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Light. Color Color Addition & Subtraction Spectra. What do we see?. Our eyes can’t detect intrinsic light from objects (mostly infrared), unless they get “ red hot ” The light we see is from the sun or from artificial light When we see objects, we see reflected light

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Color Addition & Subtraction


what do we see
UCSD: Physics 8; 2006What do we see?
  • Our eyes can’t detect intrinsic light from objects (mostly infrared), unless they get “red hot”
  • The light we see is from the sun or from artificial light
  • When we see objects, we see reflected light
    • immediate bouncing of incident light (zero delay)
  • Very occasionally we see light that has been absorbed, then re-emitted at a different wavelength
    • called fluorescence, phosphorescence, luminescence
UCSD: Physics 8; 2006Colors
  • Light is characterized by frequency, or more commonly, by wavelength
  • Visible light spans from 400 nm to 700 nm
    • or 0.4 m to 0.7 m; 0.0004 mm to 0.0007 mm, etc.
white light
UCSD: Physics 8; 2006White light
  • White light is the combination of all wavelengths, with equal representation
    • “red hot” poker has much moreredthan blue light
    • experiment:red,green, and blue light bulbs make white
    • RGB monitor combines these colors to displaywhite

combined, white light

called additive color


with light sources


red light

green light

blue light

additive colors
UCSD: Physics 8; 2006Additive Colors
  • Red, Green, and Blue light sources can be used to synthesize almost any perceivable color
  • Red+ Green = Yellow
  • Red + Blue = Magenta
  • Green + Blue = Cyan
  • These three dual-source colors become the primary colors for subtraction
    • why? because absence of green is magenta
    • absence of red is cyan, etc.
subtractive colors
UCSD: Physics 8; 2006

reflected yellow light (blue gone)

incident white light

blue absorption

(e.g., paint, dye)

yellow light made of red and green

Subtractive colors
  • But most things we see are not light sources
  • Reflection takes away some of the incident light
    • thus the term subtractive
  • If incident light is white, yellowis absence of blue
what s responsible for selective absorption
UCSD: Physics 8; 2006What’s responsible for selective absorption?
  • Carotene
    • makes carrots orange, tomatoes red, daffodils yellow, leaves turn
    • must absorb blue light
  • Long, organic molecular chain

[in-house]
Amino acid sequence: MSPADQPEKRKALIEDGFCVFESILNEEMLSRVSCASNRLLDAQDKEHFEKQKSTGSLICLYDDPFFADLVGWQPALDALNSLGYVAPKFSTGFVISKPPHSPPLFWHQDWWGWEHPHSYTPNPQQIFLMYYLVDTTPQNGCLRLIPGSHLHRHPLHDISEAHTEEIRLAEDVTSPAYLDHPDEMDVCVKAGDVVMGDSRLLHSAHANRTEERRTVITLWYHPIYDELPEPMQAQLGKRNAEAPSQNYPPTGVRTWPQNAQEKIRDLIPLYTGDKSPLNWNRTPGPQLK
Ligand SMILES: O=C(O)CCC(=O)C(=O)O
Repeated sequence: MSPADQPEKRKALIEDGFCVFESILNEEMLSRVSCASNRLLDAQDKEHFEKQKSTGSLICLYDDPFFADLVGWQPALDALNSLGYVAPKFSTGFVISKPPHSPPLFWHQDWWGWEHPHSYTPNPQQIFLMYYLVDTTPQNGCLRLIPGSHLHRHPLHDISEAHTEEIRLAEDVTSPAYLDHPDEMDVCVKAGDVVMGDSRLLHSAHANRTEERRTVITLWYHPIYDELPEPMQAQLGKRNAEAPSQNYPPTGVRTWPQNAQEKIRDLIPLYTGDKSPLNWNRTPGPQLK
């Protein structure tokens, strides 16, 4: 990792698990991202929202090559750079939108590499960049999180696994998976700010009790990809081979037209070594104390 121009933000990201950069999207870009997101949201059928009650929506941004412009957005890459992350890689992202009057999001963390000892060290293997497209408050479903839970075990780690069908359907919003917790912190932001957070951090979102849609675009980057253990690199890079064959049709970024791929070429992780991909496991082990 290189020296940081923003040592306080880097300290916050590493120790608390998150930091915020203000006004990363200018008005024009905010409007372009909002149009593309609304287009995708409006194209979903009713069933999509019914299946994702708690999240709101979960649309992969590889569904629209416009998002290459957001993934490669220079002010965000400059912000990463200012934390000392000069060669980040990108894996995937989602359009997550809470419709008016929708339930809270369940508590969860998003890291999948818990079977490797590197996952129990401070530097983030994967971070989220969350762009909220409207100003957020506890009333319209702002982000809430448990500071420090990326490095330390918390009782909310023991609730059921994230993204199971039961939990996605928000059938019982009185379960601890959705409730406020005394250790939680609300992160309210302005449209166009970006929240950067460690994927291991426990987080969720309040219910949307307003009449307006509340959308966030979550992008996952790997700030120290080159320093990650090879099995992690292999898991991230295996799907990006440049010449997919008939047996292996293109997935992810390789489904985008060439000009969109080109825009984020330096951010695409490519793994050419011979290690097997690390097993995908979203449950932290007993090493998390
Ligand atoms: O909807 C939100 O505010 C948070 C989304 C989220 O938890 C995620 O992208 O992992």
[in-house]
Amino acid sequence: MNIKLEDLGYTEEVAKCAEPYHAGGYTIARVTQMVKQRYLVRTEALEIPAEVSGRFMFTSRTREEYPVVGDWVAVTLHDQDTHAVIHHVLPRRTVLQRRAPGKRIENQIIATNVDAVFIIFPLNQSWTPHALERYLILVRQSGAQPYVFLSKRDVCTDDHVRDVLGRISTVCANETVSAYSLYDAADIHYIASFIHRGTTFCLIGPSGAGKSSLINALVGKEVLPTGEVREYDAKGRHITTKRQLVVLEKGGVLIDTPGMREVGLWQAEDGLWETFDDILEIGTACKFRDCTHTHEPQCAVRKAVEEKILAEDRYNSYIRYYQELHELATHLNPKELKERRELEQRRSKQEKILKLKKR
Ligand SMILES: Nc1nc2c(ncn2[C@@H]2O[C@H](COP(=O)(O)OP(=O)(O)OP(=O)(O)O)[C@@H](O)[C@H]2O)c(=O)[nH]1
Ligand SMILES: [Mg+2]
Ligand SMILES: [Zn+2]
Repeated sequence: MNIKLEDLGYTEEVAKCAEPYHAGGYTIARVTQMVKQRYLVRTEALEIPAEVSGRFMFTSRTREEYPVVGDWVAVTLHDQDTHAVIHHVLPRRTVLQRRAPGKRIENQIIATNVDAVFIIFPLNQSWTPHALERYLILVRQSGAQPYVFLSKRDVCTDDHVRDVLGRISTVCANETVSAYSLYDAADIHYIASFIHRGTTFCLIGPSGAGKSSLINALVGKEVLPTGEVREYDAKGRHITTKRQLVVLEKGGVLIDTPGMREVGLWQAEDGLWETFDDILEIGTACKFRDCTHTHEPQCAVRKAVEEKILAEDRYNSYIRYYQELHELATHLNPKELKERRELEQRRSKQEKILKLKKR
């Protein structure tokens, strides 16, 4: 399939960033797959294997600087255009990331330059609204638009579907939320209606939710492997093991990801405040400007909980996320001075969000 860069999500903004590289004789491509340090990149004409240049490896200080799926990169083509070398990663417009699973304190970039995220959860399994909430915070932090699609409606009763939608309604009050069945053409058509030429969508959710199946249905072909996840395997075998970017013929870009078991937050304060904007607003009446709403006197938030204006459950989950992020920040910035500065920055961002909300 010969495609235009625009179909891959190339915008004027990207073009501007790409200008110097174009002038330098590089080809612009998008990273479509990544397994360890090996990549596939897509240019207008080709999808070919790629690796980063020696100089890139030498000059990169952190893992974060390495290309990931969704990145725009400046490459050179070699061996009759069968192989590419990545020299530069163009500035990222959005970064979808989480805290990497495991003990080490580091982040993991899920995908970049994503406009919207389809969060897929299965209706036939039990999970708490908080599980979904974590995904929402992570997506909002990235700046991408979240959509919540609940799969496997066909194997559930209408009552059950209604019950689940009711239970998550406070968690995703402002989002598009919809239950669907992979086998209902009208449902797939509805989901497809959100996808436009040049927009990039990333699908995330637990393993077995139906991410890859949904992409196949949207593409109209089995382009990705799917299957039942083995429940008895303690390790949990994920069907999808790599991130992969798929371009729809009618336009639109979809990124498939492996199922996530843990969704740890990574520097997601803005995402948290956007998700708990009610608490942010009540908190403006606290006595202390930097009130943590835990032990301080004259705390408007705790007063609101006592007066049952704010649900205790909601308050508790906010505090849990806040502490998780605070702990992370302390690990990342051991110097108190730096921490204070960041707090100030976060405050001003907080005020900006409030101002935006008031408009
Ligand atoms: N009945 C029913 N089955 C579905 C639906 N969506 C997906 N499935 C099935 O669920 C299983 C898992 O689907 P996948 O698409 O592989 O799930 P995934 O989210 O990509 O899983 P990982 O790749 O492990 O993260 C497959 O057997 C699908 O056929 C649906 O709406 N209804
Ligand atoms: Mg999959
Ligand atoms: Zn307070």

• most dyes, pigments are such
    • resonances in optical light
  • Chlorophyll
    • makes leaves green
    • must absorb red and blue
UCSD: Physics 8; 2006Questions
  • Why, when you mix all your paints together, do you just get dark brown or black? Why not white?
  • Why is the sky blue, and the low sun/moon orange? Are these related?
our limited sensitivity to light
UCSD: Physics 8; 2006Our limited sensitivity to light
  • In bright-light situations (called photopic, using cones), our sensitivity peaks around 550 nm, going from 400 to 700
  • In the dark, we switch to scotopic vision (rods), centered at 510 nm, going from 370 to 630
    • it’s why astronomers like red flashlights: don’t ruin night vision
introduction to spectra
UCSD: Physics 8; 2006Introduction to Spectra
  • We can make a spectrum out of light, dissecting its constituent colors
    • A prism is one way to do this
    • A diffraction grating also does the job
  • The spectrum represents the wavelength-by-wavelength content of light
    • can represent this in a color graphic like that above
    • or can plot intensity vs. wavelength
    • previous plots of blackbody spectrum were of this form
example spectra
UCSD: Physics 8; 2006Example Spectra

white light spectrum

hydrogen lamp spectrum

helium lamp spectrum

lithium lamp spectrum

mercury lamp spectrum

hydrogen absorption spectrum

Spectra provide

“fingerprints” of

atomic species,

which can be used

to identify atoms

across the universe!

Solar Spectrum with Fraunhofer solar atmosphere absorption lines

C: Hydrogen; D: Sodium; E: Iron; F: Hydrogen; G: Iron; H&K: Calcium

spectral content of light
UCSD: Physics 8; 2006Spectral Content of Light
  • A spectrum is a plot representing light content on a wavelength-by-wavelength basis
    • the myriad colors we can perceive are simply different spectral amalgams of light
    • much like different instruments have different sound: it depends on its (harmonic) spectral content
light sources
UCSD: Physics 8; 2006Light Sources
  • Here are a variety of
  • light sources. Included
  • are:
  • red LED*
  • green laser pointer
  • flourescence of
  • orange H-ITT trans-
  • mitter illuminated by
  • green laser
  • Note that light has to
  • be blue-ward (shorter
  • wavelength) of the
  • fluorescence for it to
  • work.

* LED: Light Emitting Diode

colored paper
UCSD: Physics 8; 2006Colored Paper

Reflected light (in

this case, sunlight)